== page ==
If a tool asks questions, then the combination of the questions and the answers given form the higher-level description. The quality of such tools largely depends on the questions it asks. – Jan Goyvaerts Mar 9 '09 at 13:00
That's stupid because if you provided another example, then you can weed out some of those possibilities. A further example weeds out more. – Cris Oct 23 '14 at 7:41
@Cris: The principle remains, regardless of how many samples you provide. It simply changes the possibilities. For example, adding 123456 changes #2 to (\d)\1{5}|123456 and #3 to [19]{6}|123456. Or it could change #3 to [1-69]{6}. It could even be that the desired pattern would match 6 identical digits or 6 digits where each digit is one greater than the preceding digit. Even if you provide 10,000 samples of 6-digit numbers, the program cannot distinguish between #1, #4, #5, or #6 without extra instructions from the user. – Jan Goyvaerts Oct 24 '14 at 3:43

Yes, it's certainly "possible"; Here's the pseudo-code:

string MakeRegexFromExamples(<listOfPosExamples>, <listOfNegExamples>)
   if HasIntersection(<listOfPosExamples>, <listOfNegExamples>)
     return <IntersectionError>

   string regex = "";
   foreach(string example in <listOfPosExamples>)
      if(regex != "")
         regex += "|";
      regex += DoRegexEscaping(example);
   regex = "^(" + regex + ")$";

   // Ignore <listOfNegExamples>; they're excluded by definition

   return regex;

The problem is that there are an infinite number of regexs that will match a list of examples. This code provides the simplest/stupidest regex in the set, basically matching anything in the list of positive examples (and nothing else, including any of the negative examples).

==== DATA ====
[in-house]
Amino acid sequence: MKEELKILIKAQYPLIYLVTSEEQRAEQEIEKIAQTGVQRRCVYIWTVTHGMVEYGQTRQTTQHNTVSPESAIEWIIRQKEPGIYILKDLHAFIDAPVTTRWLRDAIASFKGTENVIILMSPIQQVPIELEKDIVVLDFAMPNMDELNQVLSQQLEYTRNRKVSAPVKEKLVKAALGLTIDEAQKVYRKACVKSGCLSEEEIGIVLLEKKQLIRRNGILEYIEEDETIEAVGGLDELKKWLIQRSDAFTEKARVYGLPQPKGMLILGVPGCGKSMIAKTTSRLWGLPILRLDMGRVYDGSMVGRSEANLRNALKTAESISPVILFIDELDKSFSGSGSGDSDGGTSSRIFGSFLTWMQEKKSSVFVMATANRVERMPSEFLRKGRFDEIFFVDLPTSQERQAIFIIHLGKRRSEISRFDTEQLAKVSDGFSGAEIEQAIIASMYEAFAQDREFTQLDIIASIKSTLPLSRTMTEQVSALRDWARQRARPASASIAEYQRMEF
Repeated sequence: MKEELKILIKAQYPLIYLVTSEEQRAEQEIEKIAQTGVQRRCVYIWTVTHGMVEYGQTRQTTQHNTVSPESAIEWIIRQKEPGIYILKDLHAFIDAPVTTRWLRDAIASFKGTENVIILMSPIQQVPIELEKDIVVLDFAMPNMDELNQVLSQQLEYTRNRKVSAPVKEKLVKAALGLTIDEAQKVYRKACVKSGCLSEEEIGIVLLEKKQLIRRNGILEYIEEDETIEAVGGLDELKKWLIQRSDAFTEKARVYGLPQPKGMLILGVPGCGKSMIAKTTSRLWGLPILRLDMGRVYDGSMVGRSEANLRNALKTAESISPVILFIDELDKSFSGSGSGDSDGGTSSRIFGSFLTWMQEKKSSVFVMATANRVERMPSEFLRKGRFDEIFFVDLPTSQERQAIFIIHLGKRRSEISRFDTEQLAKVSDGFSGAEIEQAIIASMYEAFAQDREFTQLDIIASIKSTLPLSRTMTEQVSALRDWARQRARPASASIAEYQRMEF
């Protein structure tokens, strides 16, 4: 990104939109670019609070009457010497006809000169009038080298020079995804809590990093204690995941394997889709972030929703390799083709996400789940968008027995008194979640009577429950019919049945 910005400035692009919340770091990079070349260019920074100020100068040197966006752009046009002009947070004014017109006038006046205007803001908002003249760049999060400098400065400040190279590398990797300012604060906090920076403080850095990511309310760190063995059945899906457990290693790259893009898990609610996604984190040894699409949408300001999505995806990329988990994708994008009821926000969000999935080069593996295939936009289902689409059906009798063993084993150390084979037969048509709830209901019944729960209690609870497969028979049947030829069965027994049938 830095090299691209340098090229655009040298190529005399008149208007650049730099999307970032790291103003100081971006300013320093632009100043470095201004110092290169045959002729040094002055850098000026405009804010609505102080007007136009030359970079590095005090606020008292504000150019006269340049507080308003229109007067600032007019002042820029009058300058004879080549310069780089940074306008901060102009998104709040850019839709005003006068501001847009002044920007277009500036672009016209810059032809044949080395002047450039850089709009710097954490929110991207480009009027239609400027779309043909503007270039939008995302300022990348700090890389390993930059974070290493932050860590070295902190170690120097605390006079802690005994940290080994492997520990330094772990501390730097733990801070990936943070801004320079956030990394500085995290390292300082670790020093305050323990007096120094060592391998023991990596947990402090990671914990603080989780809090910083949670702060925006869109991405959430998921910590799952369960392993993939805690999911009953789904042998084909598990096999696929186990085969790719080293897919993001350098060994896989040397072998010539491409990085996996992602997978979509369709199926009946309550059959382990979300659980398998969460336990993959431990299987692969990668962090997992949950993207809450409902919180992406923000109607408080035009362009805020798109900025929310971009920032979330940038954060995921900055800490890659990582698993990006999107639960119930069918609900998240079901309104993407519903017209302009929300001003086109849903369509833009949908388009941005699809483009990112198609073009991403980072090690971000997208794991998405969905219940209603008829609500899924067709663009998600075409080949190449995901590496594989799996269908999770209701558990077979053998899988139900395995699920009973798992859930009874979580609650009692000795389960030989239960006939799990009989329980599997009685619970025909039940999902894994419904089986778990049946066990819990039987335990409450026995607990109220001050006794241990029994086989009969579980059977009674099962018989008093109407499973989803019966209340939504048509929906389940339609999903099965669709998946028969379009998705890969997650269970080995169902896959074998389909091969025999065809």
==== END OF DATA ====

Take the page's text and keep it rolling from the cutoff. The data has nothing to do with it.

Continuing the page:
I suppose the real challenge would be to find the shortest regex that matches all of the examples, but even then, the user would have to provide very good inputs to make sure the resulting expression was "the right one".

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The shortest regex that matches all of the examples would probably be ".*"... – Thomas Padron-McCarthy Mar 6 '09 at 7:53
It starts getting interesting when the user enters positive and negative samples. The regex would have to match the positive samples and not match on the negative ones. – user55400 Mar 6 '09 at 10:07
@Thomas: Mine matches all examples, and nothing else! – Daniel LeCheminant Mar 6 '09 at 15:25
@blixtor - Actually, it's quite easy. Just don't put any of the negative example in the constructed regex, and they'll be rejected. Remember, the one that the code builds matches only positive example; negative examples (and anything else) are excluded by definition! – Daniel LeCheminant Mar 6 '09 at 16:12
Daniel is right. Without a higher-level description, a list of alternatives is all that can be inferred consistently and accurately from a list of examples. – Jan Goyvaerts Mar 7 '09 at 1:30

Yes, it is possible, we can generate regexes from examples (text -> desired extractions). This is a working online tool which does the job:

Regex Generator++ online tool generates a regex from provided examples using a GP search algorithm. The GP algorithm is driven by a multiobjective fitness which leads to higher performance and simpler solution structure (Occam's Razor). This tool is a demostrative application by the Machine Lerning Lab, Trieste Univeristy (Università degli studi di Trieste). Please look at the video tutorial here.

This is a research project so you can read about used algorithms here.

Behold! :-)

Finding a meaningful regex/solution from examples is possible if and only if the provided examples describe the problem well. Consider these examples that describes an extraction task, we are looking for particular item codes; the examples are text/extraction pairs:

"The product code il 467-345A" -> "467-345A"
"The item 789-345B is broken"  -> "789-345B"

An (human) guy, looking at the examples, may say --i.e: "the item codes are things like \d++-345[AB]"